WASHINGTON, D.C.—In a conference-facing discussion with CNN’s Jim Sciutto this morning, NSA director and commander of U.S. Cyber Command, Mike Rogers, said legislators need to create a legal framework outside the NSA and FBI’s control that would establish norms of behavior for law enforcement and intelligence-gathering organizations in the U.S. and abroad.
Sciutto began by asking Rogers about the national security community’s role in responding to cyberattacks. Rogers said that the key for the NSA is to ensure that his agency’s capabilities are deployed in a lawful, ethical and principled manner, as established by the Congress and the president.
If cyber is going to be a fundamental component of the world we’re living in, Rogers said, then over time we need get to the idea of norms of behavior, deterrents and response thresholds. We are not mature, he said; we are not there yet.
As it stands, Rogers explained, we’re losing somewhere between $100 billion and $400 billion worth of intellectual property to theft each year. This, he said, is of particular concern to the Department of Defense, which watches as its contractors networks are regularly compromised by adversaries.
Rogers was typically vague on specifics, but he did wade briefly into the pesky issue of communications integrity. Like FBI director James Comey before him, Rogers said there needs to be a way for his and other agencies to access encrypted communications. Yahoo CISO, Alex Stamos, asked the NSA director that if his company had to provide backdoors for the NSA, then would it have to do the same for the People’s Liberation Army or other national governments.
Famed cryptographer Bruce Schneier went a step further in a later discussion, explaining that we cannot prevent criminals and foreign governments from accessing encrypted communications while allowing U.S. law enforcement to do so. This, he said, is technically impossible.
Rogers pointedly distanced himself from the conflation that legal access to encrypted communications would constitute a backdoor. Without providing a competing euphemism or an actual explanation for how such a process would actually work, Rogers simply said that we need to create a legal framework to allow such access for investigatory and intelligence gathering purposes.
“I understand that there are going to be a lot of different perspectives out there,” Rogers said. “If we are willing to sit down and really have a conversation then I think we can get where we need to be.”
Sciutto asked Rogers if losing the metadata collection authorities granted by Section 215 of the Patriot Act would directly endanger U.S. citizens. Rogers replied that the loss of Section 215 would certainly make his and the broader NSA’s job more difficult, but also noted that directly correlating threats fulfilled to metadata collected is like saying fingerprints solve crimes. In other words, metadata, like fingerprints, are merely one part of a far larger intelligence gathering or investigatory system.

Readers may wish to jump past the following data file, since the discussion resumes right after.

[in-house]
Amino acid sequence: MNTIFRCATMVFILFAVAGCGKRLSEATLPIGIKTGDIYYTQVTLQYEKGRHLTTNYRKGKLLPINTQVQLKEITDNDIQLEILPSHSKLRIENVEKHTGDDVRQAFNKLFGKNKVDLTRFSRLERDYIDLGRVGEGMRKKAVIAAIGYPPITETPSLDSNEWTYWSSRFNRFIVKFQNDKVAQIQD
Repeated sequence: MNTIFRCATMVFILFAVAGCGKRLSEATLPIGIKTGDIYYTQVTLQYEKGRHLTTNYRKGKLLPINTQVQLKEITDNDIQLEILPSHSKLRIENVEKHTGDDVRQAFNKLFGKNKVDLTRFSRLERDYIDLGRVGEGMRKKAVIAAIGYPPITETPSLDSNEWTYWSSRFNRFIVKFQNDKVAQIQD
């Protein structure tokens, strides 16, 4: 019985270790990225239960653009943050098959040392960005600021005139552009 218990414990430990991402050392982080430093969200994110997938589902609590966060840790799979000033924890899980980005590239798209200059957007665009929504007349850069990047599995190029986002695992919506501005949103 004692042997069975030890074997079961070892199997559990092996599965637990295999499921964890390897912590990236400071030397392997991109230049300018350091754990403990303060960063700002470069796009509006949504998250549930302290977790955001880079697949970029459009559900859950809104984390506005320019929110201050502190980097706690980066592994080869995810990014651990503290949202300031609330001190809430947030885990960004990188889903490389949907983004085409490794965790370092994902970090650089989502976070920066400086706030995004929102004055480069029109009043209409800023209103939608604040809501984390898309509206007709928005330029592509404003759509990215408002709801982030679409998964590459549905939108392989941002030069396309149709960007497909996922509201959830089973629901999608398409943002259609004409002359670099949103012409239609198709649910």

The former admiral also claimed that metadata collection generates value for the nation. He qualified that by explaining that the NSA’s job, with regard to metadata, is foreign intelligence intensive. The NSA’s job, he said, is about figuring out how we connect overseas information with threats to the U.S. without violating the rights of the citizens in the U.S.
“We are a foreign intelligence organization,” he said. He would go on to explain that the NSA doesn’t focus on U.S. surveillance or homegrown threats, though the NSA is partnered with the FBI in the event that they see anything of interest emerging on the homefront.
“Snowden has had a material impact on our ability to perform counterterror operations,” Rogers argued. “Anyone who says otherwise doesn’t know what they are talking about.”
During the Rogers discussion, Schneier posed one of his favorite questions from the crowd: how do we assure people that U.S. tech products are safe?
“Thats why we need a framework,” Rogers replied. “This is a legitimate question. ‘What is the economic impact?’ With policy and laws we can get to a better place.”
Via Twitter, American Civil Liberties Union chief technologist Chris Soghoian asked Rogers if he believes that foreign governments are in the business of spying on the cell-phones of U.S. citizens. In a moment of rare directness, Rogers said that he does believe that foreign governments are attempting to gather data from the devices of Americans.
Sciutto of CNN asked if the NSA had ever collected communications of metadata information about himself. Rogers responded that it is a matter of law to do focused collection against a U.S. person. He said the NSA would have to get permission by showing a court a legal basis for why it needs such information.
“It can’t just be, ‘we don’t like journalists,'” Rogers said. “We need a court order,” he said while admitting that the NSA would not have to inform the target of their surveillance about their eavesdropping activities.
Rogers admitted that the national security community is not yet where it needs to be in terms of securing government, corporate and critical infrastructure networks. Part of the problem, he explained, is that we are trying to defend a network that was designed without anyone really realizing that data theft would ever become a problem. Another part of the problem, he said, is that we are over-complicating cyber, bureaucratically speaking. The government needs to work to simplify cyber, he said.
Interactions like this, Rogers said in conclusion, and his own private conversations with academics in particular are part of the process for building a the framework sought by the NSA and other national law enforcement agencies. However, he urged the crowd to spur similar conversations with their respective legislative representatives.
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